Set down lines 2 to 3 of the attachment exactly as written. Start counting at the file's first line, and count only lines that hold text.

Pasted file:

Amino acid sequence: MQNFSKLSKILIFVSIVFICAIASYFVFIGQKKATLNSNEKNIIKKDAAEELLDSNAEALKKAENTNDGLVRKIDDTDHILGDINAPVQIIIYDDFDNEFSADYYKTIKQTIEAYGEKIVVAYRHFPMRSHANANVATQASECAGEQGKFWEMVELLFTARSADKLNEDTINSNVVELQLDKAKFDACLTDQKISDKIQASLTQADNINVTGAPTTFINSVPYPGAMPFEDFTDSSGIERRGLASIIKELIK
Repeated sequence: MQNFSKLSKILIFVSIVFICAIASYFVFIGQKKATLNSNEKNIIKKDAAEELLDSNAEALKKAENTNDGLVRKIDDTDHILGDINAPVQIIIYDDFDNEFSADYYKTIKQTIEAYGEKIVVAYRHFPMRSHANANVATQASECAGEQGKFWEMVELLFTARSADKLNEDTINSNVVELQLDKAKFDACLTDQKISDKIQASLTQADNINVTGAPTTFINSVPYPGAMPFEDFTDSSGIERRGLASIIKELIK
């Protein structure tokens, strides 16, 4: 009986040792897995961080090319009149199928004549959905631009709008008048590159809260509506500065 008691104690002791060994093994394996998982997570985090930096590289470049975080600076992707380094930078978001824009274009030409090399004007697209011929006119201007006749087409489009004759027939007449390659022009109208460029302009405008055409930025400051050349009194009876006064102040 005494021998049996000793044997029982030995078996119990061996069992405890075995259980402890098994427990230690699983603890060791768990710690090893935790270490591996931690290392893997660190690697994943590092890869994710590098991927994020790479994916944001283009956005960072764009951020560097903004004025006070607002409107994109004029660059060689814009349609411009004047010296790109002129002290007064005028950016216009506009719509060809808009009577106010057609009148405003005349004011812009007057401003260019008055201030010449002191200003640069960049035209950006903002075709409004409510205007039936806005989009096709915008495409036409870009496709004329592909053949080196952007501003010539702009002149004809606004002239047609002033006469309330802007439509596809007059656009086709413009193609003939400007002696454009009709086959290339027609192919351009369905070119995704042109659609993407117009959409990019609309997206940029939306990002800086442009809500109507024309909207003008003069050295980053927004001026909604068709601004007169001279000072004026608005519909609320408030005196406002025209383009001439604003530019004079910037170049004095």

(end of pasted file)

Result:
Repeated sequence: MQNFSKLSKILIFVSIVFICAIASYFVFIGQKKATLNSNEKNIIKKDAAEELLDSNAEALKKAENTNDGLVRKIDDTDHILGDINAPVQIIIYDDFDNEFSADYYKTIKQTIEAYGEKIVVAYRHFPMRSHANANVATQASECAGEQGKFWEMVELLFTARSADKLNEDTINSNVVELQLDKAKFDACLTDQKISDKIQASLTQADNINVTGAPTTFINSVPYPGAMPFEDFTDSSGIERRGLASIIKELIK
């Protein structure tokens, strides 16, 4: 009986040792897995961080090319009149199928004549959905631009709008008048590159809260509506500065 008691104690002791060994093994394996998982997570985090930096590289470049975080600076992707380094930078978001824009274009030409090399004007697209011929006119201007006749087409489009004759027939007449390659022009109208460029302009405008055409930025400051050349009194009876006064102040 005494021998049996000793044997029982030995078996119990061996069992405890075995259980402890098994427990230690699983603890060791768990710690090893935790270490591996931690290392893997660190690697994943590092890869994710590098991927994020790479994916944001283009956005960072764009951020560097903004004025006070607002409107994109004029660059060689814009349609411009004047010296790109002129002290007064005028950016216009506009719509060809808009009577106010057609009148405003005349004011812009007057401003260019008055201030010449002191200003640069960049035209950006903002075709409004409510205007039936806005989009096709915008495409036409870009496709004329592909053949080196952007501003010539702009002149004809606004002239047609002033006469309330802007439509596809007059656009086709413009193609003939400007002696454009009709086959290339027609192919351009369905070119995704042109659609993407117009959409990019609309997206940029939306990002800086442009809500109507024309909207003008003069050295980053927004001026909604068709601004007169001279000072004026608005519909609320408030005196406002025209383009001439604003530019004079910037170049004095």